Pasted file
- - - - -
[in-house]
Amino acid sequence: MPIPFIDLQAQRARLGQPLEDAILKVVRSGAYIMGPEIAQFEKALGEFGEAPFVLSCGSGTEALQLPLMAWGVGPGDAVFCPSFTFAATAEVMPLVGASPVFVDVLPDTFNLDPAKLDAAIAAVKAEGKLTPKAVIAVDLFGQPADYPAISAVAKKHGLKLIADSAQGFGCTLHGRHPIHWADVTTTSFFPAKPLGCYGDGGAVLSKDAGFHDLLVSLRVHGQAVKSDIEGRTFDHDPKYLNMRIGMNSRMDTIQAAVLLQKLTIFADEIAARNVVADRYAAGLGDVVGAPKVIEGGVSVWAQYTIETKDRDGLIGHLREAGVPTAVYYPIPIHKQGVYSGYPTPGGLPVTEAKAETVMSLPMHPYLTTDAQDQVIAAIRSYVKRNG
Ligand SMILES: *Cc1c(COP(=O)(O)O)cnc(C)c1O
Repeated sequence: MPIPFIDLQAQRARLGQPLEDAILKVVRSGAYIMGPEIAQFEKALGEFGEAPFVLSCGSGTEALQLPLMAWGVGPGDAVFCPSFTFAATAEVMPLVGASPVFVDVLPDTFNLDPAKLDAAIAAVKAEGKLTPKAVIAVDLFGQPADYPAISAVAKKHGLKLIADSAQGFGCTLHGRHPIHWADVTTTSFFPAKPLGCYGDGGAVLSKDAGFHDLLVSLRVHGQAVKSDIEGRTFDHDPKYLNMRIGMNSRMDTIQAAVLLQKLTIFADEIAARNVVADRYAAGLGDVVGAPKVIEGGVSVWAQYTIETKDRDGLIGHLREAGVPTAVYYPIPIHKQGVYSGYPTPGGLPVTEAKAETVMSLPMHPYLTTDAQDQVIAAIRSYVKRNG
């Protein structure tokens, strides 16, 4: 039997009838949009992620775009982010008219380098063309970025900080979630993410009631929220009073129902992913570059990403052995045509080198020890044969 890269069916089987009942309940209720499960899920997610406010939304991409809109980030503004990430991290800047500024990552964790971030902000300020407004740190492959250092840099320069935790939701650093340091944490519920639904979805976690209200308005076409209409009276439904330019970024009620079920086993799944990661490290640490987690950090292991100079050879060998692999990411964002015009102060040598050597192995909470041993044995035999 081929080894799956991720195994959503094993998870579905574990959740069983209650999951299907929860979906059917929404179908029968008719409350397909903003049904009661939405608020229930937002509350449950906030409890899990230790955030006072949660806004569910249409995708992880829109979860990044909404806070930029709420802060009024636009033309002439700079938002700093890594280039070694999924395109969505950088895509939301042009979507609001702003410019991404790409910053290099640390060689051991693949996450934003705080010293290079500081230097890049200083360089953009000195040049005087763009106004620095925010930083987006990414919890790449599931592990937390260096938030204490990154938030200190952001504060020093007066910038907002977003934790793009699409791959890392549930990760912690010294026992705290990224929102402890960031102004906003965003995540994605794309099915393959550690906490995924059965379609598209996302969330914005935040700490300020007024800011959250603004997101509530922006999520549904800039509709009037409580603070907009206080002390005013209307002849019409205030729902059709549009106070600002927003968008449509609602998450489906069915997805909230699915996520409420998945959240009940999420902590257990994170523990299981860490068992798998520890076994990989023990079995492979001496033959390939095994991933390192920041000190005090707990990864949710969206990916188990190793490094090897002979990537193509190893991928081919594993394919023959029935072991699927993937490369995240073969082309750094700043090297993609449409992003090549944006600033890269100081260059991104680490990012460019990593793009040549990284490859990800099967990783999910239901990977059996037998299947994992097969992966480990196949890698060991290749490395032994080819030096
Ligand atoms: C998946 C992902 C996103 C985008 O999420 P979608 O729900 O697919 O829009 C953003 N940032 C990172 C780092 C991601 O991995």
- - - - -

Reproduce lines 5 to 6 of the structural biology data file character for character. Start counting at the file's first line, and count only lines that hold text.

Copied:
């Protein structure tokens, strides 16, 4: 039997009838949009992620775009982010008219380098063309970025900080979630993410009631929220009073129902992913570059990403052995045509080198020890044969 890269069916089987009942309940209720499960899920997610406010939304991409809109980030503004990430991290800047500024990552964790971030902000300020407004740190492959250092840099320069935790939701650093340091944490519920639904979805976690209200308005076409209409009276439904330019970024009620079920086993799944990661490290640490987690950090292991100079050879060998692999990411964002015009102060040598050597192995909470041993044995035999 081929080894799956991720195994959503094993998870579905574990959740069983209650999951299907929860979906059917929404179908029968008719409350397909903003049904009661939405608020229930937002509350449950906030409890899990230790955030006072949660806004569910249409995708992880829109979860990044909404806070930029709420802060009024636009033309002439700079938002700093890594280039070694999924395109969505950088895509939301042009979507609001702003410019991404790409910053290099640390060689051991693949996450934003705080010293290079500081230097890049200083360089953009000195040049005087763009106004620095925010930083987006990414919890790449599931592990937390260096938030204490990154938030200190952001504060020093007066910038907002977003934790793009699409791959890392549930990760912690010294026992705290990224929102402890960031102004906003965003995540994605794309099915393959550690906490995924059965379609598209996302969330914005935040700490300020007024800011959250603004997101509530922006999520549904800039509709009037409580603070907009206080002390005013209307002849019409205030729902059709549009106070600002927003968008449509609602998450489906069915997805909230699915996520409420998945959240009940999420902590257990994170523990299981860490068992798998520890076994990989023990079995492979001496033959390939095994991933390192920041000190005090707990990864949710969206990916188990190793490094090897002979990537193509190893991928081919594993394919023959029935072991699927993937490369995240073969082309750094700043090297993609449409992003090549944006600033890269100081260059991104680490990012460019990593793009040549990284490859990800099967990783999910239901990977059996037998299947994992097969992966480990196949890698060991290749490395032994080819030096
Ligand atoms: C998946 C992902 C996103 C985008 O999420 P979608 O729900 O697919 O829009 C953003 N940032 C990172 C780092 C991601 O991995």